Other high-level departures in recent years include Katie Koch, who was in Goldman’s asset-management division for 20 years and now runs money manager TCW Group. Dina Powell McCormick, global head of Goldman’s sovereign business and a member of its management committee, left to become vice chairman at merchant bank BDT & MSD Partners. Christina Ma, Goldman’s head of Greater China equities, is now HSBC’s head of global banking for Asia Pacific. Heather Miner, who during a roughly 19-year career at Goldman held senior posts including global head of investor relations, is now chief operating officer at Advent International. And Margaret Anadu, also with the firm for roughly 19 years, is now a senior partner at private-investment firm Vistria Group.

Goldman’s spokesman said that partner departures at the firm are within historical norms.

The Journal spoke with close to 20 current Goldman partners, both male and female, for this article. The sources include long-tenured and more recently appointed partners who are in investment banking, markets and asset and wealth management.

Few firms on Wall Street have mastered moving women up to their highest ranks, but some Goldman peers appear to have made more progress. At JPMorgan Chase, two leading contenders to replace CEO Jamie Dimon are women. Citigroup’s CEO and Morgan Stanley’s CFO are women.

Turmoil in general at Goldman in recent years has led to both men and women leaving. But management decisions and practices have had a bigger impact on the smaller pool of women partners. In one division, restructuring had the effect of adding male executives above some women, putting more distance between them and a top decision maker. In another division, new experience requirements were added for advancement that by their nature came from working in areas where there were fewer women. Some women were moved to divisions outside their areas of expertise, which partners say hobbled their success.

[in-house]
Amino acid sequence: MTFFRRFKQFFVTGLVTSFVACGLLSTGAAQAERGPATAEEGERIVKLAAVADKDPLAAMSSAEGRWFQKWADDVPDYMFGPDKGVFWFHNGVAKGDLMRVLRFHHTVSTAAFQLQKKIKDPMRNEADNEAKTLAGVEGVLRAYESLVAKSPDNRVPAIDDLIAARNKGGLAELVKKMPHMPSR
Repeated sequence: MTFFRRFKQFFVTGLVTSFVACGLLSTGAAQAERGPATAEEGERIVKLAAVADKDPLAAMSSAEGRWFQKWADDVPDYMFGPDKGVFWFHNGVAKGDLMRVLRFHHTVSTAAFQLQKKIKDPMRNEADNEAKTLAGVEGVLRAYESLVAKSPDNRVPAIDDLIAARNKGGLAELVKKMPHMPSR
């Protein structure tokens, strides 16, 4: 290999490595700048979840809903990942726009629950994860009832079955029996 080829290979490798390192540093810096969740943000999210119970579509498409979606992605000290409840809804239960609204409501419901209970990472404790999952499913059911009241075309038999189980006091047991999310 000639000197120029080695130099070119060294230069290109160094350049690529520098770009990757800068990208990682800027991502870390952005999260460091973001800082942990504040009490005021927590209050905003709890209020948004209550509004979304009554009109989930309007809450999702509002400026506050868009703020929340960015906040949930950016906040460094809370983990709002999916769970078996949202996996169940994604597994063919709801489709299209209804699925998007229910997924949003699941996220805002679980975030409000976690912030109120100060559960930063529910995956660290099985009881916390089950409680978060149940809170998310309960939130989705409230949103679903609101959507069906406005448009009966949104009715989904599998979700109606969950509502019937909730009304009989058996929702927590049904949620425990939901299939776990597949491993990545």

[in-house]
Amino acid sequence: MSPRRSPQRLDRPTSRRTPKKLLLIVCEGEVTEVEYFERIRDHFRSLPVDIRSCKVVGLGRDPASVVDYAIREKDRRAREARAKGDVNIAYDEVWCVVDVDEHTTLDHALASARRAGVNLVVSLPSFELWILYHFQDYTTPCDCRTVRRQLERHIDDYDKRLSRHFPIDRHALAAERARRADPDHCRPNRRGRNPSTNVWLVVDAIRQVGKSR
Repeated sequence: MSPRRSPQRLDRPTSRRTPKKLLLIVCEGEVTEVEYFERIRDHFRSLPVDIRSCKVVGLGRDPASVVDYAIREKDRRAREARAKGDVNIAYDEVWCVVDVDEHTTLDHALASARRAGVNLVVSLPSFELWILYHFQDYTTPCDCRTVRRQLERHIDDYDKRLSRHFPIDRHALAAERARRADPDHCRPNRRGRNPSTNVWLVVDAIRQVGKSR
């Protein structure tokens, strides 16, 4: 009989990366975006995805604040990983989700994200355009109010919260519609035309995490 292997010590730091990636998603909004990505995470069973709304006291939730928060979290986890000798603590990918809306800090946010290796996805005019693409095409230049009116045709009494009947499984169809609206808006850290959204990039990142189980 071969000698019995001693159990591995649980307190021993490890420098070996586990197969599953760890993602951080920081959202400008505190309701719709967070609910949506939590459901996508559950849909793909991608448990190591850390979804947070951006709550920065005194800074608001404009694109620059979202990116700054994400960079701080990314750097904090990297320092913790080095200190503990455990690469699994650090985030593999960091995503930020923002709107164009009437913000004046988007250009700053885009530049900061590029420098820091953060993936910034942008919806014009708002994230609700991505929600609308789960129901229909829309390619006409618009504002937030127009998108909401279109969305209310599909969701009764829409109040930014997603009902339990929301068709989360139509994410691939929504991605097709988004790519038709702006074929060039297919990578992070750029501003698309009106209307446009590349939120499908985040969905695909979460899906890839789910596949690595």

Current partners also described cases in which, separate from performance reviews, the work of female partners was denigrated. Some female partners have been concerned that one of the most powerful executives at Goldman, Marc Nachmann, now global head of asset and wealth management, has been undermining their careers by saying to other executives that they can’t lead, don’t know how to do their jobs, are “light” or lack substance.

While some said Nachmann is equally critical of men, “He is blind to the fact that it is harder to do what I do because I am a woman here,” said one female partner.

“The women I’ve worked with here are the best leaders in our industry,” Nachmann said in a statement. “I continue to be committed to personally investing in their growth and advancement to the most senior levels on my team and across the firm.”

Jacqueline Arthur, Goldman’s global head of human capital management, said in a statement that in the development process for the firm’s most senior professionals, senior leaders need to be able to have candid discussions about both strengths and areas of development.

The overall problem of bringing women into the top levels will be discussed at the Monday dinner at Solomon’s apartment. Women partners said gatherings on the issue have occurred previously and that they’ve seen little results. Some women who are invited to the coming dinner said they plan to press Solomon on just how much women are being included, as one said, “in the real workings of the firm.” Some of the longer-tenured women partners who weren’t invited are said to be displeased.

Fewer senior women

Goldman said the percentage of the roughly 400 current partners who are women is the highest in the firm’s history. The Journal found that about 19% of partners are now women, up from 16% in 2018, based on a Securities and Exchange Commission filing and other publicly available information, as well as interviews with current and former employees.

But the current roster is disproportionately made up of women from recent partner classes. About a third of current women partners are from the 2022 class, the last time Goldman announced its new partner group, compared with roughly 17% for men.